$isInline = is_null($content);
            $code = $isInline ? $sc->getParameter('code') : $content;
            $code = trim($code);
            return $this->render($lang, $code, $isInline);

Use a fixed location for custom styles

I don’t see a real added value for a customisable location.

Now that it’s been pointed out, neither do I!

My suggestion would be to use folder: /user/data/highlight-php/. I prefer the /user/data folder to not pollute the user folder. Drop the folder property from the config.

Good point. What’s more, /user/data is the recommended location for plugins to store data. I missed that, and took my cue from the shortcode-core documentation. Whoops.I submitted pull requests on the grav-plugin-shortcode-core and grav-plugin-file-content repositories to reflect this. There’s even a dedicated stream for that folder, user-data://; I’ll use that.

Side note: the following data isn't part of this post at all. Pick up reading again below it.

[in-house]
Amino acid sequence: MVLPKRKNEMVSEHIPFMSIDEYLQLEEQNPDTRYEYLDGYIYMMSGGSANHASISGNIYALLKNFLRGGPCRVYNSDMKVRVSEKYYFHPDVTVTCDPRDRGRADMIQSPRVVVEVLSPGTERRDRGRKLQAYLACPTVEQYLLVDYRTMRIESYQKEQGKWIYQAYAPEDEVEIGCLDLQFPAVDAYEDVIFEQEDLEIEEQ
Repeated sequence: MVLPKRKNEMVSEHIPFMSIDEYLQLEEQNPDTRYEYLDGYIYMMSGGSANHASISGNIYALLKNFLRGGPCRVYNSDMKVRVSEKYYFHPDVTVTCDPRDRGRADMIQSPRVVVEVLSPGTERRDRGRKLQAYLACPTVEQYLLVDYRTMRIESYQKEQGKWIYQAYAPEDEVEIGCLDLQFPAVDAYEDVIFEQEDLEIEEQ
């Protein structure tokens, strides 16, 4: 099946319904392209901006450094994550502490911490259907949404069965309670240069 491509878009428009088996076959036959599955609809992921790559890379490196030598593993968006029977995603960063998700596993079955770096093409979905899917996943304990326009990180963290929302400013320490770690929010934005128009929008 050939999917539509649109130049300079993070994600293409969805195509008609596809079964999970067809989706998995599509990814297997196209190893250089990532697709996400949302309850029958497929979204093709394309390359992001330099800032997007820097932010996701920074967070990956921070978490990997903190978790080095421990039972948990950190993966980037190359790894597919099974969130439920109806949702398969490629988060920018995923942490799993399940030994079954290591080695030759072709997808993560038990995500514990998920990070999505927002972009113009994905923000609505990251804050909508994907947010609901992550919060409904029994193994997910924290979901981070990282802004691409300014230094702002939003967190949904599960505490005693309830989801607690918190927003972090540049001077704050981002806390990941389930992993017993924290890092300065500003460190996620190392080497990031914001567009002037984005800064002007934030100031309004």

The changes here are in the highlight-php.php and highlight-php.yaml files. In the latter, it’s just a matter of deleting a line.

 enabled: true
 theme: default
-custom_styles: highlight-php-styles

In the PHP, there’s scarcely more to it: one deletion, and updating the path in onPluginsInitialized:

-$customStylesDirName = $this->config->get('plugins.highlight-php.custom_styles');
 $locator = Grav::instance()['locator'];
-$userCustomDirPath = $locator->findResource('user://') . '/' . 'custom' . '/' . $customStylesDirName; 
+$userCustomDirPath = $locator->findResource('user-data://') . '/' . 'highlight-php';
 if (!($locator->findResource($userCustomDirPath))) {

There’s more related to this change to come in the new handling for custom styles in the next section.

Add a property in a page to enable/disable the plugin

I presume a page using snippets will be the exceptions instead of the rule. Test for it during onPageInitialized.

In my case, I’d just as soon enable it globally and be done with it. Per-page configuration is a good idea, though, so I built it.